Why dirty talk at dawn is not for the birds

I romanticize every sunrise I see. Whenever the first light appears from behind the clouds, the sky hosts a grand ceremony to celebrate life, death, ecstasy, and despair. It turns into a soaking wet fruit salad. There are rosy cherries, honey-roasted plums, and smoked orange slices. One time I saw a pineapple undress itself. The wild apples watched quietly, by the corner.

Whether I am leaning over the balcony, standing on the beach shore or sitting on top of a hill, I always feel like I am going somewhere else. Twice I tried to moon-walk after making sure there was no one else around. Just to do something out of character to celebrate the occasion.  Most times, I just take photographs of the scenery – jawing the cool morning breeze.

The birds make it a lot easier to savor the moment. The clouds fold them into paper boats and dock them along the horizon. When the last one is ready to set sail, the sun burns to crisp their songs, and it resets their tail-feathers. One by one, they drift; never to be seen again. I can hear them talking dirty. Because the sun has them aroused enough to live to fight another day. And there erupts a type of molten love inside me that washes the unclean parts.

Basically, I dramatize the event. As though watching the sunrise is a one-of-a-kind phenomenon. In reality, we can experience it every single day. Unless you live in one of these places. But I have a sneaking suspicion that it may then become a routine. When it does, it will get lodged at the back of my mind. It will turn into one of those uninspired things that I do. And there will no longer be any sincerity in my heart at the crack of dawn.

It is why the R-word frightens me, as it does most people I know.

But, why do we hate our routines so much? Why do we think that we need to do away with them to lead a happy and purposeful life? We are rocked in the cradle. We shit in our beds. We learn. We grow up. We unlearn. We grow old. We shit in our beds again. And then, we die. As a species, our lives are scheduled. Our productivity is measured. It is in our nature to create, improve and chase protocols.

Routines are what brought us here in the first place. We need them until we are physically incapable of harnessing them. Unfortunately, we do not realize their value until we reach that stage. When our body starts to crumble, and our will to survive begins to fade away.

Even though one had rebelled terribly against it, even then, one feels uncomfortable when jounced out of the repetitive rut. What to do? Where to turn? What ties, what roots? As I hang suspended in the strange thin air of back-home.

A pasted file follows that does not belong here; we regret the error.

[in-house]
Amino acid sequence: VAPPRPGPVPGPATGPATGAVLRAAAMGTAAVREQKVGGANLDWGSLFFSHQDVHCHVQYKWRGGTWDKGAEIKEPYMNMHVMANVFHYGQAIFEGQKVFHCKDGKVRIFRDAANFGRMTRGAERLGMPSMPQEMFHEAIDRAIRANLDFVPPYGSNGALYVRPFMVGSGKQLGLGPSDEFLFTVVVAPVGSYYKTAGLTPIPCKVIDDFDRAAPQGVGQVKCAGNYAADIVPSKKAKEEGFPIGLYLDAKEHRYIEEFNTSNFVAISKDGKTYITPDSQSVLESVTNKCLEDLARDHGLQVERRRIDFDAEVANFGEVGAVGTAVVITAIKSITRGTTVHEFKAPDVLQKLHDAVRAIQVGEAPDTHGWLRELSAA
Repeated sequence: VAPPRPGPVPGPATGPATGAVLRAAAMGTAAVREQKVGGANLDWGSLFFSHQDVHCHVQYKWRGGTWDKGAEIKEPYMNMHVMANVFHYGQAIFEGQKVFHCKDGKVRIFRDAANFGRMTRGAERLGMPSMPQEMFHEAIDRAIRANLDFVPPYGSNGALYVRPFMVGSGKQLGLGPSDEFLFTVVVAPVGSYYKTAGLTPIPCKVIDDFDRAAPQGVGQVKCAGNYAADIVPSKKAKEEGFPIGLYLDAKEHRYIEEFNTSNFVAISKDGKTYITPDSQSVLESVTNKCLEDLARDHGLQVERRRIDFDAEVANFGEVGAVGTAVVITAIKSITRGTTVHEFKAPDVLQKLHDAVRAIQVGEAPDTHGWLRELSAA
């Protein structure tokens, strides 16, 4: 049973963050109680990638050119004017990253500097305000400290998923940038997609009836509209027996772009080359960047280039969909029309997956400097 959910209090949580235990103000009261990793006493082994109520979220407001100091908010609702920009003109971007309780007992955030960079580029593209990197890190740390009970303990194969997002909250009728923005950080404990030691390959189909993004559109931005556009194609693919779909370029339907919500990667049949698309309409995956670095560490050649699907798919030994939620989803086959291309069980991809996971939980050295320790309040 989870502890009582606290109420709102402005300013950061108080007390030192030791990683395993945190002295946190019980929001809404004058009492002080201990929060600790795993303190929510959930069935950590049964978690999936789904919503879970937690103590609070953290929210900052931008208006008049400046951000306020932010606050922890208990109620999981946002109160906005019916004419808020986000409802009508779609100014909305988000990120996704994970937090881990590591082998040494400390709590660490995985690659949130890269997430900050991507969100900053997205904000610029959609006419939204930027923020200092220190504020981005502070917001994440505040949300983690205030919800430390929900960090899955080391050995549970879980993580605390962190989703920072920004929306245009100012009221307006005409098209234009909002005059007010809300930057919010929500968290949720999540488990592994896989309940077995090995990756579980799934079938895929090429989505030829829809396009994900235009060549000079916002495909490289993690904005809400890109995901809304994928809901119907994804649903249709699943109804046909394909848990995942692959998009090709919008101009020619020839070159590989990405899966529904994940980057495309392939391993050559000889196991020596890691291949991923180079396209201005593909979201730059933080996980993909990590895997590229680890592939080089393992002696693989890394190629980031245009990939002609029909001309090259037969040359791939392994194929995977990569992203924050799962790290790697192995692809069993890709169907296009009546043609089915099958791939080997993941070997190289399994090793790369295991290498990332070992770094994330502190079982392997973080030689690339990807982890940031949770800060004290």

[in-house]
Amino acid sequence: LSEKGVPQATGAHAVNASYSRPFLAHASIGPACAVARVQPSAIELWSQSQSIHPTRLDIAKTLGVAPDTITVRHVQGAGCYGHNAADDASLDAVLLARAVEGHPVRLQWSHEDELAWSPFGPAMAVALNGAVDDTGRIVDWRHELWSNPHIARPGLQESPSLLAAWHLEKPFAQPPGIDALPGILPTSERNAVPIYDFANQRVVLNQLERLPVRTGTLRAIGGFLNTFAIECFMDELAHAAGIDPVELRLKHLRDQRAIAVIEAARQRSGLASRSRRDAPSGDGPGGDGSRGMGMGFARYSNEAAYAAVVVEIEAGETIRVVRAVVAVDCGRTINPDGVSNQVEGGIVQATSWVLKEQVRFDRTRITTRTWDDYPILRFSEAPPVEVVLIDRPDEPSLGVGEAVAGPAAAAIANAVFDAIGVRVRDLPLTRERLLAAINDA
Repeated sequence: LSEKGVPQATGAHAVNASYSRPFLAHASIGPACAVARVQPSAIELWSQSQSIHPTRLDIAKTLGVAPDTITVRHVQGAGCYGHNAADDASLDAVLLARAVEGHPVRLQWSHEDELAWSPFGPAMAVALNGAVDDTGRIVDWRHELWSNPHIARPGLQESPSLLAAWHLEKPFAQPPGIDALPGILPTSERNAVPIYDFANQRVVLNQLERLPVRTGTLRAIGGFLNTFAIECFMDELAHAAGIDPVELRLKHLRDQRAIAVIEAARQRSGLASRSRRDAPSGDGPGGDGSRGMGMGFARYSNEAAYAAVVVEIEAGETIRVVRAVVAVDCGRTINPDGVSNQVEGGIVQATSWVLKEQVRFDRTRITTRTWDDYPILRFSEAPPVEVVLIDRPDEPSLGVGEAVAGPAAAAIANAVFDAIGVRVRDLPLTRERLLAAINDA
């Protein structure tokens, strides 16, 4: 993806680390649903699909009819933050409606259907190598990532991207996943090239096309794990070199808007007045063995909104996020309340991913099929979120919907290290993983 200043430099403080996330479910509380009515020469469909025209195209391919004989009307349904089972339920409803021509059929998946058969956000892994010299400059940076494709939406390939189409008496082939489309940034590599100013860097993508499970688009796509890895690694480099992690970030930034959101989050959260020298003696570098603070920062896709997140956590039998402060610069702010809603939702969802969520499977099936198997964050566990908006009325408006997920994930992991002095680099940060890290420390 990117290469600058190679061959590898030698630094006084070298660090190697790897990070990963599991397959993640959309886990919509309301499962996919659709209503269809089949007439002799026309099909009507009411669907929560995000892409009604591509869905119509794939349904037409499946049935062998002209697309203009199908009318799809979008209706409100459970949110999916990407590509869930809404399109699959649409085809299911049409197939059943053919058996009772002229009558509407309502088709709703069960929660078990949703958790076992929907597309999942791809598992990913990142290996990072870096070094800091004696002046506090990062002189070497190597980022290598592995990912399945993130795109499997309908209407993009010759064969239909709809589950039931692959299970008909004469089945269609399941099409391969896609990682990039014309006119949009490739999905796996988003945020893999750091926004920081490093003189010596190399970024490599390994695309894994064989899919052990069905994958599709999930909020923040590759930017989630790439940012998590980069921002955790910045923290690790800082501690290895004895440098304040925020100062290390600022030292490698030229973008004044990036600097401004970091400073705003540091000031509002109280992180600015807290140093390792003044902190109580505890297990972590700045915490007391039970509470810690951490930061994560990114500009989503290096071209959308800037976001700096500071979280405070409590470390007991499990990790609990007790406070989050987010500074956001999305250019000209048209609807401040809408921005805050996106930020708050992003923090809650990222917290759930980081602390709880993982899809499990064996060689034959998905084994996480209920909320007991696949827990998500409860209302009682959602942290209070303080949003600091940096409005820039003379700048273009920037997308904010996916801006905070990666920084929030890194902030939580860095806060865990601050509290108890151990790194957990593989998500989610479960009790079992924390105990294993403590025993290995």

Sylvia Plath

My grandpa, who is in his early nineties, would love to be able to follow his old routines for a single day. To have training sessions with his students one more time. To sit in an armchair and read classic literature once again. To write letters to relatives in distant lands. To watch the sun emerge from the horizon.

He probably misses the boring stuff too. Going to the bank to deposit money. Shoe shopping. Taking showers. Refilling typewriter ink. These routines helped him to discover purpose. Now, unable to follow it, he rests uncomfortably – a shadow of the person he was.

Routines are like any other recurring parts. We can pursue the best of them, with determination and focus, and they can make things better for us. Or we can screw it all up because of our inability to get rid of the worst of them.  Our lives turn out the way they do because either we try too hard to take the wrong decisions or we do not try hard enough to take the right one. There is no sense in blaming our routines for the choices we make.

Still, nary a sunrise I want to see without being anything less than astounded. So, I doubt if I am going to stalk the sun every morning. Perhaps, at least I must learn to accept the new routines that emerge to occupy my waking hours.

They would not have been up for grabs if I had not reached out to them in the first place.

A red jelly
sandwich
for breakfast.
Made of clouds
and roots.
Separated by love,
and served with
extra sun sauce.

DSCN1034

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4 thoughts on “Why dirty talk at dawn is not for the birds

Add yours

    1. Yes, LG. It is also true that the sincerity we put into them may wane over a period of time. But going by impact vs intent, the important routines should rank high on the priority scale. How jolly is it that sky-paintings at dawn remind us so!

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